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Thursday, December 22, 2011

And I would have no problem with being tested myself

Tom Humphrey does a good rundown on my drug testing for public benefits bills and how they are different from the Florida bill.

Campfield said his proposed legislation will be designed to eliminate objections that arose in Florida, both as to the cost and the legality.

"I've looked at Florida and there were some things good and some things bad. We're going to do it differently and make a better scenario," he said.

First, Campfield proposes to have the legislation exclude persons already signed up for benefits and apply it only to new applicants. Also, the applicant would be required to cover the cost without state reimbursement. He estimated the costs could be kept to "only $4 or $5" by limiting the tests to "hardcore illegal drugs," such as cocaine, heroin and marijuana.

One objection to the Florida law, he said, is that the screen included prescription drugs in violation of medical privacy rights. Another legal objection in Florida was that those found to be using drugs could be prosecuted. His bills, Campfield said, will provide that a positive test be used only to block benefits, not for prosecution.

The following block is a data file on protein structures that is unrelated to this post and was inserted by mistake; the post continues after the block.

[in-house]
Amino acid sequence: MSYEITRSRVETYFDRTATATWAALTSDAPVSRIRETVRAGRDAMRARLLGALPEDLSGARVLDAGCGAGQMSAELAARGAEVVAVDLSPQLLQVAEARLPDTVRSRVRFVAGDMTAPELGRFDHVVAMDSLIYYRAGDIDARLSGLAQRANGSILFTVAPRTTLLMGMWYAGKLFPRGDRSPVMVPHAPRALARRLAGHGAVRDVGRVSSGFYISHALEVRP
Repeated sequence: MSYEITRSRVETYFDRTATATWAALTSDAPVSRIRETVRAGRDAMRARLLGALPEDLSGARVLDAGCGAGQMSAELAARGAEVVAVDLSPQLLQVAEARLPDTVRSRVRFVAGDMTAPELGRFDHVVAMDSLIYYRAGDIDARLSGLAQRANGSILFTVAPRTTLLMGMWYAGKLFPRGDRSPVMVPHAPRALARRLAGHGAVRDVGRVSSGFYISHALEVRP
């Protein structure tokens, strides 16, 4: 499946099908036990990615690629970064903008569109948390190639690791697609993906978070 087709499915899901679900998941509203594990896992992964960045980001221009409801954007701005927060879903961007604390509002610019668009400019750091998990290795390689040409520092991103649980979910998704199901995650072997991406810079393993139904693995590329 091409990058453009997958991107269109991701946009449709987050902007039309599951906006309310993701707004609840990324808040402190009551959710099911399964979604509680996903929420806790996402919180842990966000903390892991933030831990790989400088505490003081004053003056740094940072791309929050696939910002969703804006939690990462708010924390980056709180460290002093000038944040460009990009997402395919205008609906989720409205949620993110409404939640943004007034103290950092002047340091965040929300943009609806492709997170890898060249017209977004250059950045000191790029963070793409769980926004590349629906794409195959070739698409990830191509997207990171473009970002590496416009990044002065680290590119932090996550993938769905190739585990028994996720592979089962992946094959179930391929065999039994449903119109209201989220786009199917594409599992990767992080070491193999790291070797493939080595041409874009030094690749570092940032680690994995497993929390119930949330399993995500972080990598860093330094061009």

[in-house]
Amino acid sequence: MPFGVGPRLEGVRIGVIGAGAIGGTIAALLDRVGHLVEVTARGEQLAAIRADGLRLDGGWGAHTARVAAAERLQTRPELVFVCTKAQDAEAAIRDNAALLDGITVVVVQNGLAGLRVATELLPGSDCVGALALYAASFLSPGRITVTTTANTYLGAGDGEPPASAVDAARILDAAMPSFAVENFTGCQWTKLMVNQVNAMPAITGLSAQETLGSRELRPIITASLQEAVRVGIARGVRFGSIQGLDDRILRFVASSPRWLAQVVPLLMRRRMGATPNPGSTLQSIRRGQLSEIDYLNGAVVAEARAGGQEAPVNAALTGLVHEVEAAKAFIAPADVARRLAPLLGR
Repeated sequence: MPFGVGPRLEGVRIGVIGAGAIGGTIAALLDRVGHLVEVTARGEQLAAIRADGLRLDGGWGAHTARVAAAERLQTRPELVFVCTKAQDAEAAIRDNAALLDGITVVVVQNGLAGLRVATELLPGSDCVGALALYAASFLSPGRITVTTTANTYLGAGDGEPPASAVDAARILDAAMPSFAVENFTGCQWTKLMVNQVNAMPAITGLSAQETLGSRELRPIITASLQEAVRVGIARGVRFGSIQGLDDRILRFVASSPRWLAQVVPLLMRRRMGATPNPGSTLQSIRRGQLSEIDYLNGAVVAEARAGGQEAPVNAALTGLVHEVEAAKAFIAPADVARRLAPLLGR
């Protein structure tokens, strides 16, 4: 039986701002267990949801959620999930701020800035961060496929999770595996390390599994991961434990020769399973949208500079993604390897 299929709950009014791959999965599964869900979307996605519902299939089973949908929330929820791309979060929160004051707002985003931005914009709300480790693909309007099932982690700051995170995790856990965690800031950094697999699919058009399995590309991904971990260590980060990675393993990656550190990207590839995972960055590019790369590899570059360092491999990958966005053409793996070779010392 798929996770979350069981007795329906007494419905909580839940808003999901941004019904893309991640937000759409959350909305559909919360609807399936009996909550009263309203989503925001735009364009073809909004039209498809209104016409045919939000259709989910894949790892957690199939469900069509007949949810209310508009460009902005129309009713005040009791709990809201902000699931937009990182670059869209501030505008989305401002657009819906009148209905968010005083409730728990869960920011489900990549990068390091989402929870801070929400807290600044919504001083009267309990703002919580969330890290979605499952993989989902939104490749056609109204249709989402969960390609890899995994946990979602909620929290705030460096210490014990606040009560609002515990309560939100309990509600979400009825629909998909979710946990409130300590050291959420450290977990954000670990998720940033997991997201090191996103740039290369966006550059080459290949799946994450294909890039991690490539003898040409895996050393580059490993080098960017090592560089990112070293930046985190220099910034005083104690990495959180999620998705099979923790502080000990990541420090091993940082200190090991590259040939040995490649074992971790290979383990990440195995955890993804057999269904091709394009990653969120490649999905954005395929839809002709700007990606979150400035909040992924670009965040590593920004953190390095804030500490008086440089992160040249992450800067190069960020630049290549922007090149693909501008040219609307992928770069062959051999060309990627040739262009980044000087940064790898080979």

Campfield said that he believes, when calculations are complete, passage of the legislation will result in the state saving a substantial amount of money, not spending more.


  1. Senator Campfield, I've been reading about this in today's Knoxville News-Sentinel, in the comments section at the end of the article, and you seem to have tremendous support on this one!

  2. "...exclude persons already signed up for benefits and apply it only to new applicants."

    Is this an equal protection issue?

    Isn't it also akin to admitting there is no existing problem?

  3. No. That was put in for legal reasons. They said you could not test retroactively.

  4. "hardcore illegal drugs,"

    Does this mean that someone popping Oxycontin obtained from the street will receive benefits, but someone smoking marijuana won't? Why discriminate? What makes certain drugs "hardcore illegal drugs?"

  5. "They said you could not test retroactively."

    Why not? The state taxed business owners retroactively with an unemployment tax increase.

    You aren't testing retroactively. They would have to be on the drugs currently to fail a test.

  6. Senator: While I believe in the concept of this bill, in that it seeks to cure an underlying problem; that is, individuals who are receiving government funded benefits while injesting intoxicants, however it is fails to prohibit the most destructive and yet legal intoxicant of them all, which is alcohol.
    To me that's similar to the same difficulty we're having with the war on drugs. It is a whack-a-mole approach.
    After a while it simply doesn't make common sense.


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